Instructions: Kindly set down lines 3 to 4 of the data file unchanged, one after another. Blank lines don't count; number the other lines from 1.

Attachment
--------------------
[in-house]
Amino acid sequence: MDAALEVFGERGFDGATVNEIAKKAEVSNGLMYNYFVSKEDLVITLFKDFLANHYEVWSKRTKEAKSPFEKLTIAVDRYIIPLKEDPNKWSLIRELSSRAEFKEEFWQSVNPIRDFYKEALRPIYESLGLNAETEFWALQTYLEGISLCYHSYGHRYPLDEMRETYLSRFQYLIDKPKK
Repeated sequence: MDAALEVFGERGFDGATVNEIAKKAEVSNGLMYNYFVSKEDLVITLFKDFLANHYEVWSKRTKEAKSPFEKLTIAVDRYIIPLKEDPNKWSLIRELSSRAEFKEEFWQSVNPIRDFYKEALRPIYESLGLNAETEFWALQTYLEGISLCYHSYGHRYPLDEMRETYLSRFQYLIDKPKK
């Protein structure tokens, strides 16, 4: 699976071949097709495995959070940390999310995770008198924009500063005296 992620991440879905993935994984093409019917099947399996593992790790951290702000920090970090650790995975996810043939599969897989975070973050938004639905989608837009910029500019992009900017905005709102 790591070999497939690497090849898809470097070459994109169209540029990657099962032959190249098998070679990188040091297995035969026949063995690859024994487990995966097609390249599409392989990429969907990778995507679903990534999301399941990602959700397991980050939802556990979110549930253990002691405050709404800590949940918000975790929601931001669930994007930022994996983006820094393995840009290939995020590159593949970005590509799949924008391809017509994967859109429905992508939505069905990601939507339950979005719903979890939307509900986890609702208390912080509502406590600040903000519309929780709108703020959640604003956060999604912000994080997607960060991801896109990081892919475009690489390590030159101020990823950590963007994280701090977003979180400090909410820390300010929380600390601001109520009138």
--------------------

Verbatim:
Repeated sequence: MDAALEVFGERGFDGATVNEIAKKAEVSNGLMYNYFVSKEDLVITLFKDFLANHYEVWSKRTKEAKSPFEKLTIAVDRYIIPLKEDPNKWSLIRELSSRAEFKEEFWQSVNPIRDFYKEALRPIYESLGLNAETEFWALQTYLEGISLCYHSYGHRYPLDEMRETYLSRFQYLIDKPKK
């Protein structure tokens, strides 16, 4: 699976071949097709495995959070940390999310995770008198924009500063005296 992620991440879905993935994984093409019917099947399996593992790790951290702000920090970090650790995975996810043939599969897989975070973050938004639905989608837009910029500019992009900017905005709102 790591070999497939690497090849898809470097070459994109169209540029990657099962032959190249098998070679990188040091297995035969026949063995690859024994487990995966097609390249599409392989990429969907990778995507679903990534999301399941990602959700397991980050939802556990979110549930253990002691405050709404800590949940918000975790929601931001669930994007930022994996983006820094393995840009290939995020590159593949970005590509799949924008391809017509994967859109429905992508939505069905990601939507339950979005719903979890939307509900986890609702208390912080509502406590600040903000519309929780709108703020959640604003956060999604912000994080997607960060991801896109990081892919475009690489390590030159101020990823950590963007994280701090977003979180400090909410820390300010929380600390601001109520009138």